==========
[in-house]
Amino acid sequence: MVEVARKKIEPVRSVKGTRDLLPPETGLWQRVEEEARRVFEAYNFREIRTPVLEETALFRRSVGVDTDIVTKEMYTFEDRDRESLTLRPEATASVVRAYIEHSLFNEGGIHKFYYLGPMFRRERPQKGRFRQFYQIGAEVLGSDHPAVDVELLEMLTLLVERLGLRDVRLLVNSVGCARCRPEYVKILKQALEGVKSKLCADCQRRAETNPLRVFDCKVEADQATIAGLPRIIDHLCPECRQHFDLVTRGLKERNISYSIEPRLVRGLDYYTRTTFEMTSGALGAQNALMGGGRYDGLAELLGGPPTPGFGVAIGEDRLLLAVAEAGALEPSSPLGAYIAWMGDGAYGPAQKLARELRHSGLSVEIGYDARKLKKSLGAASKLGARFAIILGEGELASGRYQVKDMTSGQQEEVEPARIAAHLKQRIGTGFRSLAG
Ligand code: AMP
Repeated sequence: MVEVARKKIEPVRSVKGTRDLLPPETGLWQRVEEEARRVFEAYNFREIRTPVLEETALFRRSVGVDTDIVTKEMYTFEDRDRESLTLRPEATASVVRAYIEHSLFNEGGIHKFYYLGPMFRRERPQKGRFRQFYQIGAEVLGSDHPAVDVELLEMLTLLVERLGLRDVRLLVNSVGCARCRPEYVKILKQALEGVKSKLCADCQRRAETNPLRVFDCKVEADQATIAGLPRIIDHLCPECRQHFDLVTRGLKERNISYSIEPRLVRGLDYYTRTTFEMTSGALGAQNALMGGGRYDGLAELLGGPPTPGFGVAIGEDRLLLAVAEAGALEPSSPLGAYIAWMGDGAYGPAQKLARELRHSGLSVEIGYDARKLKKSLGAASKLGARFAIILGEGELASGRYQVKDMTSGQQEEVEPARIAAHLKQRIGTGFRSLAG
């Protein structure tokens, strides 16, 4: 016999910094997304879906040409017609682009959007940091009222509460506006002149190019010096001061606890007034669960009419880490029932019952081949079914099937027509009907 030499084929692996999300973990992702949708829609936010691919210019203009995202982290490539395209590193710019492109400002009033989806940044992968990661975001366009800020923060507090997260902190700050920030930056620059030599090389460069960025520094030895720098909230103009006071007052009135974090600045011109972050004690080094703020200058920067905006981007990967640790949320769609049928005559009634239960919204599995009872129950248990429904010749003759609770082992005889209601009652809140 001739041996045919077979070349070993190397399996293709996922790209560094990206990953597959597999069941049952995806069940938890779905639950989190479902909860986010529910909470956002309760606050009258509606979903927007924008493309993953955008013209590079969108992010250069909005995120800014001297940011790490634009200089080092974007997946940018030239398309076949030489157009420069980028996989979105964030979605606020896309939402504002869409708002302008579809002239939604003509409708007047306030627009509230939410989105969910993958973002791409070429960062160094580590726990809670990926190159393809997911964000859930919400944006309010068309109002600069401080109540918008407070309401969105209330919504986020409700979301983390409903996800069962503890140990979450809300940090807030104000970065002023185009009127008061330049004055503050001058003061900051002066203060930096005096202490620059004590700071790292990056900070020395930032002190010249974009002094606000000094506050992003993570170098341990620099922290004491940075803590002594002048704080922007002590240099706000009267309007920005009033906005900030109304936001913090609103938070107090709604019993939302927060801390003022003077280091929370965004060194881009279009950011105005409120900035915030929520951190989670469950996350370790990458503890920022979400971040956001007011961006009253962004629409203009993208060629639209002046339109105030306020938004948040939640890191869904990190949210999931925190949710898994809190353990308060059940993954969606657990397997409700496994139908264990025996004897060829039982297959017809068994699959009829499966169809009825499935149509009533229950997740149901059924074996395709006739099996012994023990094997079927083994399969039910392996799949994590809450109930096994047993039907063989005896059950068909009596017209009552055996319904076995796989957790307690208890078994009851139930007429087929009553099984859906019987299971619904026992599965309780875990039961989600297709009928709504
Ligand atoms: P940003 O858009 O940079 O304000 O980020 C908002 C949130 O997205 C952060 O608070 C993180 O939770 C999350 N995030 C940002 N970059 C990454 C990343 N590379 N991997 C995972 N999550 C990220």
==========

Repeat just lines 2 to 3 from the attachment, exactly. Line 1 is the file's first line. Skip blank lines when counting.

Amino acid sequence: MVEVARKKIEPVRSVKGTRDLLPPETGLWQRVEEEARRVFEAYNFREIRTPVLEETALFRRSVGVDTDIVTKEMYTFEDRDRESLTLRPEATASVVRAYIEHSLFNEGGIHKFYYLGPMFRRERPQKGRFRQFYQIGAEVLGSDHPAVDVELLEMLTLLVERLGLRDVRLLVNSVGCARCRPEYVKILKQALEGVKSKLCADCQRRAETNPLRVFDCKVEADQATIAGLPRIIDHLCPECRQHFDLVTRGLKERNISYSIEPRLVRGLDYYTRTTFEMTSGALGAQNALMGGGRYDGLAELLGGPPTPGFGVAIGEDRLLLAVAEAGALEPSSPLGAYIAWMGDGAYGPAQKLARELRHSGLSVEIGYDARKLKKSLGAASKLGARFAIILGEGELASGRYQVKDMTSGQQEEVEPARIAAHLKQRIGTGFRSLAG
Ligand code: AMP